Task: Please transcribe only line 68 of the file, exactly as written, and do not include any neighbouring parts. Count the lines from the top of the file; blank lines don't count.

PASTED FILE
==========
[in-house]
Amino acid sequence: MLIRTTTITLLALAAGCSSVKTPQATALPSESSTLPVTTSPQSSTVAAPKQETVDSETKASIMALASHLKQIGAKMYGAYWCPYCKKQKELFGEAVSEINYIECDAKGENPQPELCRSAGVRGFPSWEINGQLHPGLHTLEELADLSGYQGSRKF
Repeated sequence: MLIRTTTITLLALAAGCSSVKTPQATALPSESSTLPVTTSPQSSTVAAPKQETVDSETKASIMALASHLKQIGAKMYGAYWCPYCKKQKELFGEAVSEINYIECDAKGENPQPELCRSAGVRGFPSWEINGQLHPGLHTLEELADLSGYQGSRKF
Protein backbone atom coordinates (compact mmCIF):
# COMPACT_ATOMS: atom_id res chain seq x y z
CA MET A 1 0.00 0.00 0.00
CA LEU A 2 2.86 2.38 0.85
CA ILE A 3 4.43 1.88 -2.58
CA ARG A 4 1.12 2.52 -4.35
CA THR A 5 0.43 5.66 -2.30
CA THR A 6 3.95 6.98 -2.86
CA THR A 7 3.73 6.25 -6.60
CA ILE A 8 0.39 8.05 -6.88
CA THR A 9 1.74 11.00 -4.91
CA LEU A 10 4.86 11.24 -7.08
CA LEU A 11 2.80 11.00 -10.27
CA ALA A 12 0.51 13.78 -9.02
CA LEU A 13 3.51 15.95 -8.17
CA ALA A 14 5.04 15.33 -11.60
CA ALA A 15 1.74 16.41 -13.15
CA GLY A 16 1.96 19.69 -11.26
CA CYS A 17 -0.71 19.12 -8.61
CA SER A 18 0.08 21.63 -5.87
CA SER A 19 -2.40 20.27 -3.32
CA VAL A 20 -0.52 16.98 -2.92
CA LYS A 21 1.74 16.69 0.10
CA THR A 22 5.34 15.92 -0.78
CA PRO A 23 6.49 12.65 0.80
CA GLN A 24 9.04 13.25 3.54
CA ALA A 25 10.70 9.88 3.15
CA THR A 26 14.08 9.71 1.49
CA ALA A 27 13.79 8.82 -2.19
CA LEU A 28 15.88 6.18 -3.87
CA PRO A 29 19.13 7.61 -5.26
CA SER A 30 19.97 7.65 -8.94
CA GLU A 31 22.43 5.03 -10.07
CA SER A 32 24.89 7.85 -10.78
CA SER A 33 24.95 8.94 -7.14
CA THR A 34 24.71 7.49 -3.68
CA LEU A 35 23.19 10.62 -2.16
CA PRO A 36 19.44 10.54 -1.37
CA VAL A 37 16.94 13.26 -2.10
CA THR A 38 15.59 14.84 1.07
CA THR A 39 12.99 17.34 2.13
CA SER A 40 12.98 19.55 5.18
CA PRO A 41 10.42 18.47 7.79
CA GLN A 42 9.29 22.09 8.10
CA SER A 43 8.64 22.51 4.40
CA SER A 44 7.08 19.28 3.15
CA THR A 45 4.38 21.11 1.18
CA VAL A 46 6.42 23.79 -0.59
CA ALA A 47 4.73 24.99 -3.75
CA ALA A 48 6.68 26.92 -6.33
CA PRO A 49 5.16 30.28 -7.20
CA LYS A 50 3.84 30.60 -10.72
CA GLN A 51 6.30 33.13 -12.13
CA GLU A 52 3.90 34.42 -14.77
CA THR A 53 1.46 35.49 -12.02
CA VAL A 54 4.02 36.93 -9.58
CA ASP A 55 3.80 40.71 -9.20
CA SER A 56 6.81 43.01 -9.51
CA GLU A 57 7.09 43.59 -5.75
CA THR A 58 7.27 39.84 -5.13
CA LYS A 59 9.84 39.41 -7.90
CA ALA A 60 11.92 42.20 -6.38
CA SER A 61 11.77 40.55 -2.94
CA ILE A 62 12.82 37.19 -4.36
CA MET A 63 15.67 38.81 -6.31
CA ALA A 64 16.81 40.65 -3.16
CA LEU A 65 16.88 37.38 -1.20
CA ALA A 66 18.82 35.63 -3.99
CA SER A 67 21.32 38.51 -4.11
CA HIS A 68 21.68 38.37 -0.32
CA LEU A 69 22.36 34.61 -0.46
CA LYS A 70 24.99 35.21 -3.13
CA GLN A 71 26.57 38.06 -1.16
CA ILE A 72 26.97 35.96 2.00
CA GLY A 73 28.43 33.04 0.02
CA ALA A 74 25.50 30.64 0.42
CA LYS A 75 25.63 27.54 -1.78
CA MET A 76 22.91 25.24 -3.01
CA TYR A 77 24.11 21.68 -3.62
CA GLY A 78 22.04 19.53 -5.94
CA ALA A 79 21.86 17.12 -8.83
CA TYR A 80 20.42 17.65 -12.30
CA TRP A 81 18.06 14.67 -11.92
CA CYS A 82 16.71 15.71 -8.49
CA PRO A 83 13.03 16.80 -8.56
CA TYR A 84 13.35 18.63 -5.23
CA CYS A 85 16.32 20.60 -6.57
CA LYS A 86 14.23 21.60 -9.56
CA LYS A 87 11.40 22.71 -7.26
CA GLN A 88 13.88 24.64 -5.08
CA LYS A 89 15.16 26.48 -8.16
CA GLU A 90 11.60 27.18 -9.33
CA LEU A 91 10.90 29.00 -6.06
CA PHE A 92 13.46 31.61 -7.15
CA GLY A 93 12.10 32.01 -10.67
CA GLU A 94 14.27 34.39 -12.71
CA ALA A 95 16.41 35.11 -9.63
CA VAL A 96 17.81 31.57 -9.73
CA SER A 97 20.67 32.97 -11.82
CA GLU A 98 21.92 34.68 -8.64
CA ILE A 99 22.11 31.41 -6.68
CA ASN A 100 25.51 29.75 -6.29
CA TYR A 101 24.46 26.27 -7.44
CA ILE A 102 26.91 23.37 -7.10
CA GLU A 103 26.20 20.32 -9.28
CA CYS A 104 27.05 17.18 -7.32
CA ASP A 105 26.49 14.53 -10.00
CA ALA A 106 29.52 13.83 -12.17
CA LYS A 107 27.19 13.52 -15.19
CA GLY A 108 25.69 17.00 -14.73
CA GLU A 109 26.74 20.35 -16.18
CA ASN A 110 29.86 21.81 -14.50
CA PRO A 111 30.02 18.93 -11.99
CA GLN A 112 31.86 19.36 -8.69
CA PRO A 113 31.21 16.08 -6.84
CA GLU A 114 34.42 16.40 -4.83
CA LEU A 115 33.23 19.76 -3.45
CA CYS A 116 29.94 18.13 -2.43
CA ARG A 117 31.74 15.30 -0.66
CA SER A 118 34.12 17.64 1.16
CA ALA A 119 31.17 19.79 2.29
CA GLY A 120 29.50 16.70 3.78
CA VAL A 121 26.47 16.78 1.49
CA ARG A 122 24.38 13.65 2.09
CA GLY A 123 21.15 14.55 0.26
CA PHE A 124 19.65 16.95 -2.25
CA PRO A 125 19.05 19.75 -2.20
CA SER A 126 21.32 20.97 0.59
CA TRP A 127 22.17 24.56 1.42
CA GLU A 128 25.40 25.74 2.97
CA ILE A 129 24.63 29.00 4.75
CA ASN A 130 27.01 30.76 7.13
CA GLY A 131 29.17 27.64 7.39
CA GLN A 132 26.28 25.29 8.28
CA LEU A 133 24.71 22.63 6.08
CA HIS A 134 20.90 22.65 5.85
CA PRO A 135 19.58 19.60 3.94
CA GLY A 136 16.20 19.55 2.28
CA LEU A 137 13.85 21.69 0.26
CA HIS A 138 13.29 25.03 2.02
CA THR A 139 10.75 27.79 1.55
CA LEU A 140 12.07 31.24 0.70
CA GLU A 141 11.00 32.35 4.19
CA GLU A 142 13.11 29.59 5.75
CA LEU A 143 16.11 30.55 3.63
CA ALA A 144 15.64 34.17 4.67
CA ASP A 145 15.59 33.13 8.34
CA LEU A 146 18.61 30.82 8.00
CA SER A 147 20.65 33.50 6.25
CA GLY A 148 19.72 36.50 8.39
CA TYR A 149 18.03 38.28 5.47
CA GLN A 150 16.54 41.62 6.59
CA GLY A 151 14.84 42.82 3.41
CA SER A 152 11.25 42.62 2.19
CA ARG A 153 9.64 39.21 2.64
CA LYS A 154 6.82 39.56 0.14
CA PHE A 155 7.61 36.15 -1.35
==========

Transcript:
CA MET A 63 15.67 38.81 -6.31